This is high level and quick analysis to get the ball rolling as there did not seem to be anything public on this binary leak. I wanted to note a few things so that malware researchers could follow-up. Please feel free to email me corrections and additions to Marc at the name of this website.com. Twitter updates happen here: https://twitter.com/marcmaiffret
Wikileaks decided to redact all binaries that were part of the CIA leak. There seems to be two binaries however that they either decided to not redact or simply made a mistake.
The first is win32-srv8.zabbix-tech.com.exe which was just simply left for download. https://wikileaks.org/ciav7p1/cms/page_34308128.html This has been referenced in a few places online and I assume analyzed by someone somewhere.
The one I wanted to make a quick note about was in relation to JQJSNICKER (https://wikileaks.org/ciav7p1/cms/page_41123853.html). Wikileaks redacted all binaries on this page by replacing them with a PDF that mentions the files are still being examined.
They did however allow the downloading of the file installer.reg. This is a Windows Registry key file that when imported on a system will create a scheduled task within Windows. After cleaning up the .reg file by replacing # characters with nothing you will then have a key value Data variable and within that is a base64 encoded DLL executable.
This decodes to a dll which had been named installer.dll. This is a .NET application that you can decompile in any .NET decompiler such as Jetbrains dotPeek. The authors did try for some mild .NET code obfuscation by using Redgate's .NET obfuscator SmartAssembly.
The Installer.dll itself has some interesting functionality, including launching a PowerShell command with executionPolicy unrestricted.
What is more interesting is another encoded .NET DLL within the resources section of Installer.dll. This is also Base64 encoded and decodes to a file Core.dll.
Core.dll appears to be a command and control, or more so, command and execute program. It should be noted that there are characteristics of this program that fit with implant design recommendations that are documented throughout the Vault7 leaks.
One notable aspect of Core.dll is it referenced urls at the website notepad.cc.
Notepad.cc was a public website like pastebin where people could anonymously post content to later be referenced via static urls. I am posting this quick so more time is needed to investigate exactly how those urls are leveraged. It should be noted that the developer of Notepad.cc shut down the website in December 2015.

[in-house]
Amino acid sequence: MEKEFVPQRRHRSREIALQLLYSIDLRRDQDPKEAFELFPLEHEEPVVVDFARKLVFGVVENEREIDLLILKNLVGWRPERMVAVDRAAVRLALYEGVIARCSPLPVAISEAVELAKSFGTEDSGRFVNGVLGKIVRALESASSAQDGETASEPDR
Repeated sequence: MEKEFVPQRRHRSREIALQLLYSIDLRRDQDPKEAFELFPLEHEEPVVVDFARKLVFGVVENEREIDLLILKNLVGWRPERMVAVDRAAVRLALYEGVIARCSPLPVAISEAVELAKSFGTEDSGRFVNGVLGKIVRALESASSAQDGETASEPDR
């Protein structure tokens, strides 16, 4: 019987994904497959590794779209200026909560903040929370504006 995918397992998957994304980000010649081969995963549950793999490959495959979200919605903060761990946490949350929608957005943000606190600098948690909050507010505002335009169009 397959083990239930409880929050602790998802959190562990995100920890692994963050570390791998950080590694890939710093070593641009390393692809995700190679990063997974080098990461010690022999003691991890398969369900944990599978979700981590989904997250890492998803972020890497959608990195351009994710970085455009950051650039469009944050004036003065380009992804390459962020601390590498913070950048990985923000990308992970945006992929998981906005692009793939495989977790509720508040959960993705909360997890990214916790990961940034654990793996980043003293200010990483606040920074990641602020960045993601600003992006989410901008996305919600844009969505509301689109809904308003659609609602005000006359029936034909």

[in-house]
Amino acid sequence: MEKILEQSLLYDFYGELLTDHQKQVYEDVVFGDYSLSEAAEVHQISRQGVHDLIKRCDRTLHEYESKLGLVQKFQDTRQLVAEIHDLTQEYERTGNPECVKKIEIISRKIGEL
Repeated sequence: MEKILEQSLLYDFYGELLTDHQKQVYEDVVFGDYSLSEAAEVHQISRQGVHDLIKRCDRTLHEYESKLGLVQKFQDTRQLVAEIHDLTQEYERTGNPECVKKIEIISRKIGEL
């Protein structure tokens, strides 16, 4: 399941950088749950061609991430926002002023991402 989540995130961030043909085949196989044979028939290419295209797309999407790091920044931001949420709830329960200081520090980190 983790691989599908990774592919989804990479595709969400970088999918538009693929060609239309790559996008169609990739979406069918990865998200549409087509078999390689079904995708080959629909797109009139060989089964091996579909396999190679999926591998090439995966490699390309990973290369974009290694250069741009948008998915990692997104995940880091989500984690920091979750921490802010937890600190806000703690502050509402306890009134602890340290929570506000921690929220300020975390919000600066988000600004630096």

Another aspect of the call back mechanism is that it appears to have a typo in the user agent header which could be used from a signature perspective.
The UserAgent variable is missing the closing ). It is also worth noting they used a touch enabled device user agent string as signified by the Touch at the end. It is possible they copy and pasted from the touch screen Dell laptops in their labs? :-o
There is more in these binaries but I wanted to get something up quick so that the much better full time malware reverse engineers can have a look.
Lastly, it should be noted that when I first uploaded these binaries to Virus Total the detection was 2/59 for the Installer.dll and 1/60 for the Core.dll.
What is interesting is that Kaspersky was one of the only scanners to have detection so far. This makes sense as it is my understanding that Kaspersky has an internal report on this malware in which they point out this possible Wikileaks binary mistake that I am documenting here. Not sure that they have made that public yet but did not see anything on their blog at time of writing. Note the reason that ZoneAlarm is detecting this also is because they license Kaspersky's engine. It is also interesting to note that Kaspersky, at the time this was written, was not detecting Core.dll (embedded within Installer.dll). I am not sure if that is because they did not see that in their analysis or signature updates had just not hit Virus Total yet.
The code has mechanisms to clean itself from a system. There are however artifacts that could possibly be left on accident and or on a system that never had a cleanup initialized. One of those examples is a registry key that seems unique to this malware:
You can download the reg file and binaries from here. The password is JQJSNICKER.
I will post updates of any additions or corrections that people might send but really my goal is to make sure malware researchers are checking this out and putting out further public analysis.